A study conducted by the Governors Highway Safety Association and funded by State Farm Insurance was conducted on the widespread dangers of Drowsy Driving. The study called, “Wake Up Call! Understanding Drowsy Driving and What States Can Do About It” has brought some key findings to light:
- Drowsy driving is said to be responsible for an average of 328,000 crashes per year.
- Teens and young adults are responsible for over half of drowsy driving crashes each year.
- The annual estimated cost of drowsy driving crashes is $109 billion in the U.S. alone.
- 83.6 million sleep deprived drivers get behind the wheel every day.
A Drowsy Driver is an Unsafe Driver
Sleep is important, we all know that, but research during the Wake Up Call study confirmed that we are simply not getting enough sleep. The U.S. CDC has reported that more than one-third of the population doesn’t get the 7 hours of sleep that our bodies need to for good health and well-being.
While the trucking industry has many rules and regulations in place to help combat drowsy driving the system isn’t foolproof, nor does it extend to the general population of non-CDL holders who take to the roads in a groggy haze.
Lack of sleep negatively impacts everyone’s performance. It slows our reaction times, impairs our judgment and reduces our situational awareness. In fact, driving drowsy has the same impact on our bodies as driving under the influence. Many of us would never take to the roads after drinking. Why, well because of the education we have received about the effects of driving while impaired.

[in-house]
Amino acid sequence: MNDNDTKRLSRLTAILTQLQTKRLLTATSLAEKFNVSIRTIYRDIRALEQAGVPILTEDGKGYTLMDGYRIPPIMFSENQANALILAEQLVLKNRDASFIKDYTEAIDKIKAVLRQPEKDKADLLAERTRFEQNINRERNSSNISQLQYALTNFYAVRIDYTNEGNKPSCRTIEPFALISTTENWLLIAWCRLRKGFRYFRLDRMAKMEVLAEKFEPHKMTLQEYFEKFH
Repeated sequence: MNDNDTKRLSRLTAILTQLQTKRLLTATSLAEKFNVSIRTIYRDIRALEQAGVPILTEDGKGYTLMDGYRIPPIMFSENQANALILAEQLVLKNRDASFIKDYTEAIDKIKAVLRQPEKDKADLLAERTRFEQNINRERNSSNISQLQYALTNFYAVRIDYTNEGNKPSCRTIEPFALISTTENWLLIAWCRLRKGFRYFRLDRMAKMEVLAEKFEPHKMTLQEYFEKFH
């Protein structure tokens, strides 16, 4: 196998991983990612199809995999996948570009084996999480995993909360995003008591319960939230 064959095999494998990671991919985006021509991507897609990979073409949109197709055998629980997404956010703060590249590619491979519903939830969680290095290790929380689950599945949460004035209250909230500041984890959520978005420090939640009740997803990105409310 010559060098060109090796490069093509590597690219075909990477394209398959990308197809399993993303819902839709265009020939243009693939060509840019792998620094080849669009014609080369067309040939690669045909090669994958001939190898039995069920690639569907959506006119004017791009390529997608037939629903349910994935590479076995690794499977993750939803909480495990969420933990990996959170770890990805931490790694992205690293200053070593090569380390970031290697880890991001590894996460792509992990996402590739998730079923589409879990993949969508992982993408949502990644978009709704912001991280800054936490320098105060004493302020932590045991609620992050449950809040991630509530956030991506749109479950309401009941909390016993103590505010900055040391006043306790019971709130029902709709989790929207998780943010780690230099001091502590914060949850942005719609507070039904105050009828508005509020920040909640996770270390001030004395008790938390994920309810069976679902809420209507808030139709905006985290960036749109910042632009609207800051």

Help Spread the Word About the Dangers of Drowsy Driving
One of the most effective ways to help combat drowsy driving will be to educate people about the dangers; about how it affects others on the roadways. The report cites some useful information to help educate motorist:
- Be well rested before hitting the road. Several nights of fewer than 7 to 8 hours of sleep will slow your reaction time. It may take several nights of proper sleep to fully recover from a lack of sleep.
- Avoid driving between midnight and 7 a.m. and in the mid-afternoon when we are naturally the least alert and most tired.
- Do not drive along. When possible, travel with a well-rested passenger who can engage you in conversation and share the driving.
- Schedule frequent breaks on long trips; stop ever two hours (100 miles).
- Do not drink alcohol. Just one beer when you are sleep deprived mimics the effects of two or three.
- Do not rely on caffeine to keep you awake.
The Most Effective Way to Combat Drowsy Driving
Simply don’t do it. As truck drivers we know and understand that you’re schedules are fast and time frames are tight, but no load is worth an accident. Everyone needs to know their limits and make a commitment to safety. Just as you wouldn’t consider driving while intoxicated, you shouldn’t be driving while drowsy.
Get the full report here, Wake Up Call!